This timely book questions the premise that Public-Private Partnerships (PPPs) have a performance advantage over traditionally procured projects, an assumption that motivates policymakers worldwide to enter into such contracts. Taking stock of novel research comparing the differences in performance between PPP and traditionally procured infrastructure projects and services, the chapters in this book thoughtfully scrutinise this supposed advantage.
Few international organizations embody the idea of historical progress as strongly as the European Union (EU). This book shows how Europe’s heterogeneity makes the EU unsuitable to be a vehicle of progress and political unity and makes the case for a more restrained, polycentric approach towards European integration.
Taking an innovative look at the origins of economics, this forward-thinking book relocates economics from a materialistic general theory of rational action into an idealistic theory of social organization and individual action. Adding new insightful analytical methods such as complexity theory, graph theory and computational modelling to the original insights of the Scottish Enlightenment, Richard E. Wagner explores economics in an ever-changing society, looking at the key civilizing processes and the important social questions.
With contributions from an international range of experts, this cutting-edge Research Agenda collates the most important and emerging research in the field to map out the new directions and promising paths ahead for the international political economy (IPE).
This incisive book provides key interdisciplinary perspectives on the current challenges faced by EU policymakers in framing and implementing a coherent European industrial policy, employing specific case studies from the digital, automotive, steel and defence industries as well as concrete examples of EU policies.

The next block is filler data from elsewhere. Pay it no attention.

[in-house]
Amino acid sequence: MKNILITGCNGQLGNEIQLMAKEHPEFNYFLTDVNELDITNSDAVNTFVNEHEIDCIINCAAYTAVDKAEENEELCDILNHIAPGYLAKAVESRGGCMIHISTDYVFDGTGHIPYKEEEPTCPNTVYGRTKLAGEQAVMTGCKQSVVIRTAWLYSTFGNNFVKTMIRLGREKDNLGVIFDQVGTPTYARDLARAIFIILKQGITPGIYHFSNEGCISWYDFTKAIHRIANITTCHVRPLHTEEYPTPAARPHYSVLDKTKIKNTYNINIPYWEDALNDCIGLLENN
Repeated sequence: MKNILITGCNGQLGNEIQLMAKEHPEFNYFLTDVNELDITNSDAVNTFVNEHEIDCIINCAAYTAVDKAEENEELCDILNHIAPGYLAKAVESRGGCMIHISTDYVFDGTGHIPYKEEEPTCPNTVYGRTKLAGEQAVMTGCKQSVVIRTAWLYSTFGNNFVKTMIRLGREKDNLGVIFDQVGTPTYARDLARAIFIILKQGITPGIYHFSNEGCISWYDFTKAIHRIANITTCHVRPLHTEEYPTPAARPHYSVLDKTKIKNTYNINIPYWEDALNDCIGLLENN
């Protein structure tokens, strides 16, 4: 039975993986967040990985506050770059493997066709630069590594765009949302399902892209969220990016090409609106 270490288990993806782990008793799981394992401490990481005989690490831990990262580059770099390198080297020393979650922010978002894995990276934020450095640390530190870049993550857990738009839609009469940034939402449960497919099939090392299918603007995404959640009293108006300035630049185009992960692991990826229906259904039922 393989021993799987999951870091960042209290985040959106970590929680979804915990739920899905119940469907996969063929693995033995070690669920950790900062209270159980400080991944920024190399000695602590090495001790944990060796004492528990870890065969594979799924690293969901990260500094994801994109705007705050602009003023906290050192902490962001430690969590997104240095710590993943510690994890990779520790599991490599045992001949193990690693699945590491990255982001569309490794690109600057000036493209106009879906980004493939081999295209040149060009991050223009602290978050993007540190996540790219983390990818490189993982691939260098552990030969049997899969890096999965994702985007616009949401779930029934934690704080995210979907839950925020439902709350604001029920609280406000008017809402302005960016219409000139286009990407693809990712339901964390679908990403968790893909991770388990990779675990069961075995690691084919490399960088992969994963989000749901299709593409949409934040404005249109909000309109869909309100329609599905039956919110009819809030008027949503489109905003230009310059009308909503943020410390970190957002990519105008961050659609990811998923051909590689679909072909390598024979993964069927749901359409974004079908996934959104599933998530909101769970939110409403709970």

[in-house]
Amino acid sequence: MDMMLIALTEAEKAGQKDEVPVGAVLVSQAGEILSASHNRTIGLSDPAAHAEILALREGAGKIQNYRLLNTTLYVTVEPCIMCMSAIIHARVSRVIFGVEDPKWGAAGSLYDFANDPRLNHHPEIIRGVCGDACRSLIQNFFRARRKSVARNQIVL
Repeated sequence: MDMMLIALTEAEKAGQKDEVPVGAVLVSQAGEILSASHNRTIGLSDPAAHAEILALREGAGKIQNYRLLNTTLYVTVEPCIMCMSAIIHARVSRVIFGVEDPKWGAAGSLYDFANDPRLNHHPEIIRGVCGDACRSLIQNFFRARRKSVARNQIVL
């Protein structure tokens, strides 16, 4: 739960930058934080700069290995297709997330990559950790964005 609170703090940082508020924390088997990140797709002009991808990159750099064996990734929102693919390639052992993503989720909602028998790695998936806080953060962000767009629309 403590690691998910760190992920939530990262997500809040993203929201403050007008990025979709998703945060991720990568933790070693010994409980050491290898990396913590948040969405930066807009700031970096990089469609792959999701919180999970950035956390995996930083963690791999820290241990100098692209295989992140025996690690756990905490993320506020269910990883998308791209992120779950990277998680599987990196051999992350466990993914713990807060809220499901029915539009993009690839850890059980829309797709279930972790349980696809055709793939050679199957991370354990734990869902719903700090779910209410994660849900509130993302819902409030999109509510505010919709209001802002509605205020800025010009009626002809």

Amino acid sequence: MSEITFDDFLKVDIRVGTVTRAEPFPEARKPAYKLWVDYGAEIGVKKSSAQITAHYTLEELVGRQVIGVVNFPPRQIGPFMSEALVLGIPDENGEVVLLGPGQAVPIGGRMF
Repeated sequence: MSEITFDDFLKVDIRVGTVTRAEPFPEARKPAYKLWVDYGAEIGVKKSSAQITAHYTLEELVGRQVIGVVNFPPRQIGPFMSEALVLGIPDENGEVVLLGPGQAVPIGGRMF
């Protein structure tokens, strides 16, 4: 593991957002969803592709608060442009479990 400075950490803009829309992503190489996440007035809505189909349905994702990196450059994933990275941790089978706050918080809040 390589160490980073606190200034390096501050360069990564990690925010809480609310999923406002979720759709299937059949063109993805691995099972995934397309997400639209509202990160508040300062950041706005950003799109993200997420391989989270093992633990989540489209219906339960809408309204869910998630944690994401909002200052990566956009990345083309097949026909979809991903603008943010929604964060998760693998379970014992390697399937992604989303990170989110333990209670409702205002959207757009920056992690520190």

This cutting-edge Handbook puts economic nationalism in its historical context, from early industrialization to globalization. It explores how economic nationalism has emerged to new prominence in the post-globalization era as states are trying to protect their economies, societies, and cultures from unwanted external influences.
This timely book investigates the EU’s multi-faceted development as a global actor, unpacking its legal mission to be a ‘good’ actor as well as exploring the complexities of fulfilling this objective. It elicits critical reflections on the question of ‘goodness’ in EU external relations from descriptive, analytical and normative perspectives, and examines which metrics of actorness are useful in tackling this subject.
Based on original empirical data collected from three Gulf Cooperation Council (GCC)
states of Kuwait, Saudi Arabia and Qatar, this engaging book offers comprehensive
insights into the institutional environment of public–private partnership (PPP) from
a unique and under-explored context.
This unique Handbook charts shifts in the relationship between risks and inequalities over the last few decades, analysing how inequalities shape risk and how risks condition and intensify inequalities. Expert contributors examine the impacts of environmental, financial, social, urban, economic, and digital risks on inequalities, at both national and global levels.
Innovative in its approach, Rethinking Public Choice reviews the concept of public
choice since the 1950s post-war period and the application of economics to political
practices and institutions, as well as its evolution in recent years attracting
contributions from political science and philosophy.